The current climate is also having an impact on consumer behaviour. Preferences have shifted from physical to digital and these will be enduring, from lingering longer in a store or visiting the shopping centre (behaviours that were already decreasing prior to the pandemic), consumers are embracing shopping online at home. The data is showing us that grocery retailers have experienced double-digit increases in demand for online grocery ordering and delivery.

Consumers will trade speed for convenience and a shopping experience they can enjoy from the comfort and safety  of their own home. Beneath the surface, consumers will still want to shop in a store, or at least they will want the feeling of shopping in-store. Consumers will want to roam aisles. They will want to seek out bargains and pick up and examine products off a shelf. Price and assortment will also remain important to consumers.

Newer generations are also looking at the next big thing in retail, which is the use of virtual reality (VR) to give consumers the opportunity to virtually shop from the comfort of their home, while providing them with an ultra-realistic retail experience. The challenge that retailers that enters the VR shopping space will encounter is the lack of fulfillment capabilities. Leveraging VR can be essential for retailers sustainability strategy that looks in to bring newer generations to their brick and mortar customer experience.

 

Brave Leaders Rethink Business Models

Consumers have provided businesses with a mandate for sustainability action. In recent research published from Accenture, 80 per cent of surveyed consumers believed that businesses are responsible for leading the charge in sustainability. Rather than relying on government intervention, sustainability has become a business imperative. Change of this magnitude requires a core reengineering of business models and courageous leadership. Many organisation at the outset of their sustainability journey gravitate towards Operations, a common path to tread given both its measurability and predictability. But these steps, while fundamentally important, are only the beginning of the sustainability journey. Businesses need to entrench a mindset of transparency and evolve their thinking from products as a transaction to products as a service. This remodelling extends beyond process, product development, and packaging, to a deeper consideration of an organisation’s talent and values, and the promotion of consumer choice as an anchor for corporate strategy. It is a maturity journey that requires leaders to constantly think about creating impact from the choices they make every day.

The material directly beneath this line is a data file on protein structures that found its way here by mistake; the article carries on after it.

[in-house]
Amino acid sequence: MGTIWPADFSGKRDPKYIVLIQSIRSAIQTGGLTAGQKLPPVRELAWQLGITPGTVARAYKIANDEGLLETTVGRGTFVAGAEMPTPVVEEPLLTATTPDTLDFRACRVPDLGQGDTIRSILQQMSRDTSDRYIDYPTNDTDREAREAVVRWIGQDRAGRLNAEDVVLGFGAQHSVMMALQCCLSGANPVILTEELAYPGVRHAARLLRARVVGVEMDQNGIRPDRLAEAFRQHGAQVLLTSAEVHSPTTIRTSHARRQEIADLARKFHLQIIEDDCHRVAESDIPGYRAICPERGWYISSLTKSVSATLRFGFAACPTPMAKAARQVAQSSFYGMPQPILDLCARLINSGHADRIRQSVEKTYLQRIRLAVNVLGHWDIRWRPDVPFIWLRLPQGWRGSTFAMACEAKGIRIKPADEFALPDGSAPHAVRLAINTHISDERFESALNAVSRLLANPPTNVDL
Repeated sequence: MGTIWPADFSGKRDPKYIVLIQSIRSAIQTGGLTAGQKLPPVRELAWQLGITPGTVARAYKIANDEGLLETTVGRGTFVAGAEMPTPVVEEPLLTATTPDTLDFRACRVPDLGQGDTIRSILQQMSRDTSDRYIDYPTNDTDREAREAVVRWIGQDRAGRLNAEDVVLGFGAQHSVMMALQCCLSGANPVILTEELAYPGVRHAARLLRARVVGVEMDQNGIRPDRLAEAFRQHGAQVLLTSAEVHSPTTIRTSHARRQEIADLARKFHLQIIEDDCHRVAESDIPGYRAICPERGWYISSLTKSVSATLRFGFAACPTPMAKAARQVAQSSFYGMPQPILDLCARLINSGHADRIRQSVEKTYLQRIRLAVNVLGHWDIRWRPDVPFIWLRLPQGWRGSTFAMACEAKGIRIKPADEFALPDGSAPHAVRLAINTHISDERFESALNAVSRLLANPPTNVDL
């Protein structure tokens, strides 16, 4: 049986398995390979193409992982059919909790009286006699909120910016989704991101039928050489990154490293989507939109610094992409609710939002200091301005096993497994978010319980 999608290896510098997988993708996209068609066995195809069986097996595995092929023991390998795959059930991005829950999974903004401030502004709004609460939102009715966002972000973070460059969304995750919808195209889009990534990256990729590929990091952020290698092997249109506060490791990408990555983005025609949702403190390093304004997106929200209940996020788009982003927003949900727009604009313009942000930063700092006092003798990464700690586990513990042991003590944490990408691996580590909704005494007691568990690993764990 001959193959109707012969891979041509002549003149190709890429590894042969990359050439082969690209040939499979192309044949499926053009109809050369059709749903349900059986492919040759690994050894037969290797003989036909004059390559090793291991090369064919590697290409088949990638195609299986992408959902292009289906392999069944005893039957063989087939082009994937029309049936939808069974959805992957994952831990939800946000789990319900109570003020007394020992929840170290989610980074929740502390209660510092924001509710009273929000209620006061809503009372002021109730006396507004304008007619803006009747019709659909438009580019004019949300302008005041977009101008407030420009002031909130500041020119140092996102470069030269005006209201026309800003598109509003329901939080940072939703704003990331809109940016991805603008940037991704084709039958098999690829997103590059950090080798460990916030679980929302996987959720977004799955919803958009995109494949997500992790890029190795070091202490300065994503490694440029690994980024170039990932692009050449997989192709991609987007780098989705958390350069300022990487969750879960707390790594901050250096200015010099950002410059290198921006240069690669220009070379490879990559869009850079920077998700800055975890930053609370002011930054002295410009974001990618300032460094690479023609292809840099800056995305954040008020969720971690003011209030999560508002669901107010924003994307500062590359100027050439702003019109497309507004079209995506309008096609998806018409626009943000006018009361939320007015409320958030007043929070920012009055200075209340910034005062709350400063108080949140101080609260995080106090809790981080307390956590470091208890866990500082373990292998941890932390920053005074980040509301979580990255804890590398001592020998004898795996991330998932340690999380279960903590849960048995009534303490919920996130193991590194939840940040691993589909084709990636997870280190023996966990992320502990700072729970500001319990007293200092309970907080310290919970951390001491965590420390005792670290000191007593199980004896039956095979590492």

Moving Beyond Aspiration to Demonstrate Progress in Sustainability

The prevailing challenge for many Retailers in this space is quantifying the environmental and commercial impact of their sustainability agenda. Businesses are building their capabilities in sustainability reporting, not simply to remain in step with an evolving regulatory environment, but because consumer and commercial stakeholders are dictating greater transparency. Climate related risks have been escalated to Board level conversation as the gravity of the situation becomes increasingly tangible from a commercial standpoint. Salesforce’s Sustainability Cloud, in essence a carbon accounting service, has been architected to empower businesses with this transparency and provides tangible measures on the impact of their sustainability agenda. Beyond transparency, sustainability also provides Retailers with an opportunity to increase their responsiveness and counter emerging business threats. A prime example of this evolution in strategy is the growth of rental marketplaces, where brands are embracing the opportunity to connect with consumers and create affinity rather than miscategorising the service as a lost sale.

 

Conclusion

The last twelve months have illustrated both our vulnerability and our resilience. Consumer calls for sustainability have been amplified, and we are experiencing a groundswell of partnerships in the wider Retail ecosystem to accelerate sustainability outcomes. Accenture will continue to work alongside the nation’s Retail community in recognition that the challenges we are facing cannot be combated alone. It is only once we have embedding purpose and transparency in our Retail models, and have elevated consumer sustainability choices above the historical business case, that we can begin to truly transform business for the better.